Ohio's COVID-19 Case Rate Continues To Increase
Updated: 5:04 p.m., Thursday, April 15, 2021
Ohio’s COVID-19 case rate continues to increase, with a statewide average of 200 cases per 100,000 population as of Thursday, Gov. Mike DeWine said in an afternoon briefing.
The case rate is the metric the state plans to use to decide when to lift public health orders, though the current rate is four times the 50 cases per 100,000 needed to drop all public health orders, according to the governor.
Four weeks ago, the rate was 144 cases per 100,000 population and falling enough the goal seemed to be in reach.
The governor attributed the increase in cases to the spread of new variants, particularly in the northern part of the state and in neighboring Michigan. A majority of the counties with the highest incidence of coronavirus cases per 100,000 people in the last two weeks are in the northern part of the state, including Lucas, Cuyahoga and Summit counties.
Lucas County currently has the highest coronavirus incidence, with 341 cases per 100,000. Cuyahoga County’s rate is 280 cases per 100,000 residents as of Thursday, according to the Ohio Department of Health (ODH), and all of Northeast Ohio is listed as red in the alert system.
“What we’re seeing in Ohio is a strong variant that is multiplying very quickly and is more contagious than the virus we’ve seen in the past, but we have hope, and hope is the vaccine,” DeWine said. “Vaccination is how we get out of this.”
Ohio’s mass vaccination clinic at the Wolstein Center in Downtown Cleveland, a partnership with the Federal Emergency Management Agency, is opening a satellite vaccination clinic Friday and Saturday at MetroHealth Maple Heights, administering first doses of the Pfizer vaccine.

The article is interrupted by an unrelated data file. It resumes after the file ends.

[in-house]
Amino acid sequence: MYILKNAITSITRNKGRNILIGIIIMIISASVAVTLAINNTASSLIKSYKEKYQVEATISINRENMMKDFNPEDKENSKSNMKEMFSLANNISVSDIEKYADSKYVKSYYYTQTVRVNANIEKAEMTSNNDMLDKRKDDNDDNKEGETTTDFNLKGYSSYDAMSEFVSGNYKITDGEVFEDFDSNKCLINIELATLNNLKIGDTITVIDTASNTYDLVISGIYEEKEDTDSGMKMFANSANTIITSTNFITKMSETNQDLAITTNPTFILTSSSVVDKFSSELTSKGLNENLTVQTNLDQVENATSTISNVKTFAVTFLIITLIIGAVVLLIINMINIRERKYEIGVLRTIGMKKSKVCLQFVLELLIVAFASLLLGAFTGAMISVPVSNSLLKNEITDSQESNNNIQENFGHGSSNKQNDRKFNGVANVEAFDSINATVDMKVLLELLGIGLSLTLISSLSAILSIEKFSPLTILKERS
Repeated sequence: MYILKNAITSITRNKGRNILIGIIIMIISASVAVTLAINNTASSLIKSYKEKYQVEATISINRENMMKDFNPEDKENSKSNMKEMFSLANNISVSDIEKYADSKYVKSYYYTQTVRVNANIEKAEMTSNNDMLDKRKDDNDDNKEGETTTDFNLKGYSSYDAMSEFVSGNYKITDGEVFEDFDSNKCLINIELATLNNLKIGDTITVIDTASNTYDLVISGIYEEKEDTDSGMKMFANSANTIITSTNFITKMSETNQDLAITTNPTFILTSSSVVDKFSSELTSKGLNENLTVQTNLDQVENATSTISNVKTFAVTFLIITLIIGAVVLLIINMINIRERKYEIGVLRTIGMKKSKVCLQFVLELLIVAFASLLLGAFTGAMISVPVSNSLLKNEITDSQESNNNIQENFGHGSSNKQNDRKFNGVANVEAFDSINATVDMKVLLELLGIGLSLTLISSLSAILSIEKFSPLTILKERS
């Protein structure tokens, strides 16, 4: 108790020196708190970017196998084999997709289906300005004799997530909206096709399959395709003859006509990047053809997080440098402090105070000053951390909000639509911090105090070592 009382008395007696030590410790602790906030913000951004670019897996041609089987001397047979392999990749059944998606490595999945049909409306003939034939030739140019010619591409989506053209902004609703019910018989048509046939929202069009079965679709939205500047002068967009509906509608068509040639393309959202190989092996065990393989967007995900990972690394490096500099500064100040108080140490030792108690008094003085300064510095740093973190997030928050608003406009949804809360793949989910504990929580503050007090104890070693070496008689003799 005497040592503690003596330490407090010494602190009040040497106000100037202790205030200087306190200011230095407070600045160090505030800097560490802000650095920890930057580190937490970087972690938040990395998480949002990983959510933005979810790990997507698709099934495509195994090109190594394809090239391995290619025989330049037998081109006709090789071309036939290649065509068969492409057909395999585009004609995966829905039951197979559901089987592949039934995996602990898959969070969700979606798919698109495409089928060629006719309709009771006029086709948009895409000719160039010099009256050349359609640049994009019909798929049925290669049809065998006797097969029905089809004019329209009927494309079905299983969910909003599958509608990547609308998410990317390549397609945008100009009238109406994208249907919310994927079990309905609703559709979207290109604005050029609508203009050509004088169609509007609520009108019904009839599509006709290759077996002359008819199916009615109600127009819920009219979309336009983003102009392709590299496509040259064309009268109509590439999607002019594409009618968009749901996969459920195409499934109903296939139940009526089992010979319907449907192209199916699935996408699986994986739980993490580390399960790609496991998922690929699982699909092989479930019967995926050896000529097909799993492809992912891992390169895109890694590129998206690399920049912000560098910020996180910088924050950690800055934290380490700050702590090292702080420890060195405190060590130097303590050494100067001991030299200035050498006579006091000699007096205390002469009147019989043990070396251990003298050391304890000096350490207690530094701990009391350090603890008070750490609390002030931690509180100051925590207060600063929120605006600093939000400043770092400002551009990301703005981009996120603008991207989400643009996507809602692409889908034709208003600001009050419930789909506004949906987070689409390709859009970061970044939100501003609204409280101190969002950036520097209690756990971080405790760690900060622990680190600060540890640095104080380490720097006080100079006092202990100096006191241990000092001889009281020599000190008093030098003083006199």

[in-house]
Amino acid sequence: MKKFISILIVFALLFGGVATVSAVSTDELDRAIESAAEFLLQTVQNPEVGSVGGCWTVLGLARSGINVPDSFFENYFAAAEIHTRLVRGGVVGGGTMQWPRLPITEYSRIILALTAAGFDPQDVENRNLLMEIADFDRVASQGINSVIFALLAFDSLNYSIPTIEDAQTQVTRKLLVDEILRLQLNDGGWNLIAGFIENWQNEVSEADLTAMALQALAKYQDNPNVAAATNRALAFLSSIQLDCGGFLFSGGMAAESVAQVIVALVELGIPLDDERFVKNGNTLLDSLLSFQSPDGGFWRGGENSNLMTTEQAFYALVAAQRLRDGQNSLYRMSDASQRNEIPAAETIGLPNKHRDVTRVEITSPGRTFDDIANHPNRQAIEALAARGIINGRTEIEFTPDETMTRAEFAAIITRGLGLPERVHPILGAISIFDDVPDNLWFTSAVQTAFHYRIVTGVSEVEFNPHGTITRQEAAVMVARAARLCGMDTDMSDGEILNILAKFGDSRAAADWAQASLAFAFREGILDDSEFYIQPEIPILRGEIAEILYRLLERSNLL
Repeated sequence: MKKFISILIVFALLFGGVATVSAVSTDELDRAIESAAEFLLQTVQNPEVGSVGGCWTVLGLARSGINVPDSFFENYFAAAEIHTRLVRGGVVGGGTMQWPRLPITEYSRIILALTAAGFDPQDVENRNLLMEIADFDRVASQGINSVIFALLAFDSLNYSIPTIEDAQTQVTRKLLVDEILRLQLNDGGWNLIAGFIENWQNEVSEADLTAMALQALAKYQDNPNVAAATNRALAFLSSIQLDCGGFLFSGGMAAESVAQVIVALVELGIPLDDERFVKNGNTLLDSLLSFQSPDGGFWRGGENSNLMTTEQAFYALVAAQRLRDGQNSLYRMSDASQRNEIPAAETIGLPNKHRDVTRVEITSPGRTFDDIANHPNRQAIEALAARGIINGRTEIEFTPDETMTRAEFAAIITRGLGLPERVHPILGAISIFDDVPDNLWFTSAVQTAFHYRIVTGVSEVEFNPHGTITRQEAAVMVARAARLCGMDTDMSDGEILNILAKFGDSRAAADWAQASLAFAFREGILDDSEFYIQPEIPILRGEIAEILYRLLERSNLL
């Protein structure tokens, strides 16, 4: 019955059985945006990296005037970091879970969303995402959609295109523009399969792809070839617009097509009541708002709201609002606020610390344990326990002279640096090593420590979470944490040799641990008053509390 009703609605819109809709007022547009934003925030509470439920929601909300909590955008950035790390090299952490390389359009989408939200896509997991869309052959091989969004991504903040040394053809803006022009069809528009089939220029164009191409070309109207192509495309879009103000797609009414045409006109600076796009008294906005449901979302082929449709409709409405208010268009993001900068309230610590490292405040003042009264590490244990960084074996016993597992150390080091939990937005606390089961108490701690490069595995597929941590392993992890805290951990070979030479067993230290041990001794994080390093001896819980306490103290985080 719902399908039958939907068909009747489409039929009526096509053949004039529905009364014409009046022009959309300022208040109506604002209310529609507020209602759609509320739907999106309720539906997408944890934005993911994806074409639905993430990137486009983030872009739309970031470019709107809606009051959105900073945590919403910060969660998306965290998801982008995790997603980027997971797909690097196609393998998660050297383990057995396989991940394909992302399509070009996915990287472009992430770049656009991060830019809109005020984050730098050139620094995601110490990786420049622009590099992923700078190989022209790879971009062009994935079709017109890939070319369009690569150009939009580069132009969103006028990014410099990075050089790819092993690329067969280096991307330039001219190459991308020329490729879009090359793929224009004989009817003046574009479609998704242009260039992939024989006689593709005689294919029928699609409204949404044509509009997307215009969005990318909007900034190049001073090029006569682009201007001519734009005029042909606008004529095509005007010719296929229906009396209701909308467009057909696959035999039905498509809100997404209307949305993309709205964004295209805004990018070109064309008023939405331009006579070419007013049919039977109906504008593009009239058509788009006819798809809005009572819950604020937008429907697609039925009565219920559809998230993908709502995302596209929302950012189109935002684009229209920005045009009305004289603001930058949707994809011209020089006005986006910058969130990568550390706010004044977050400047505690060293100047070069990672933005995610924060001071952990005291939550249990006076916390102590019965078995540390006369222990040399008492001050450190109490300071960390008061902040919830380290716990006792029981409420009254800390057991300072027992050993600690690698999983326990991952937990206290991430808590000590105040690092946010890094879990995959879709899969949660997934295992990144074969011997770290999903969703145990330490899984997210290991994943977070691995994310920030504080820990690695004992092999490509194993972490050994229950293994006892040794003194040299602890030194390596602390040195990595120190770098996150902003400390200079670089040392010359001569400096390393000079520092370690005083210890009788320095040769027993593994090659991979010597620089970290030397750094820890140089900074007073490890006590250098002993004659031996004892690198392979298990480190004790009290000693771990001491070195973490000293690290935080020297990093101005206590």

Thursday, Franklin County went from red to purple, the highest level in the state’s public health advisory alert system, due to a sustained increase in health care system use, including emergency visits, outpatient visits and hospital admissions. In November, Franklin County became the first county in Ohio go purple and remained at that risk level for two weeks before dropping down to red. It has remained red since.
“What we’re seeing in Franklin County, we’re seeing in many other counties in Ohio,” he said. “That is, a strong variant, a variant that is multiplying very quickly, a variant that is more contagious than what we have seen in the past.”
In the previous 24 hours, Ohio had 2,164 new COVID-19 cases, according to ODH. Hospitalizations and ICU admissions reported in the last day are both significantly above their 21-day averages, at 181 and 31, respectively.
“Our ticket to freedom is the vaccine,” DeWine reiterated. “Our ticket to a good summer is the vaccine. Our ticket to a good spring is the vaccine. It's our ticket out of what we are in now and that really is where we have to concentrate on now.”
As of Thursday, 4.3 million Ohioans have received at least one dose of COVID-19 vaccine, making 36.4 percent of the state’s population partially vaccinated, according to ODH.
Ohio has reported 154 COVID cases where patients who were fully vaccinated later got COVID. Out of those 154 cases, 14 of them resulted in hospitalizations and zero cases resulted in death – a ray of light among otherwise dark numbers reported this week, said Dr. Bruce Vanderhoff, the state’s chief medical officer.
“If we look at those numbers, they should be incredibly encouraging to us,” Vanderhoff said. “We, from the beginning, were thrilled because these vaccines appeared to be about 95 percent effective. They're proving to be more effective than that in the real world.”
ideastream Digital Editor Gayle S. Putrich contributed to this report.
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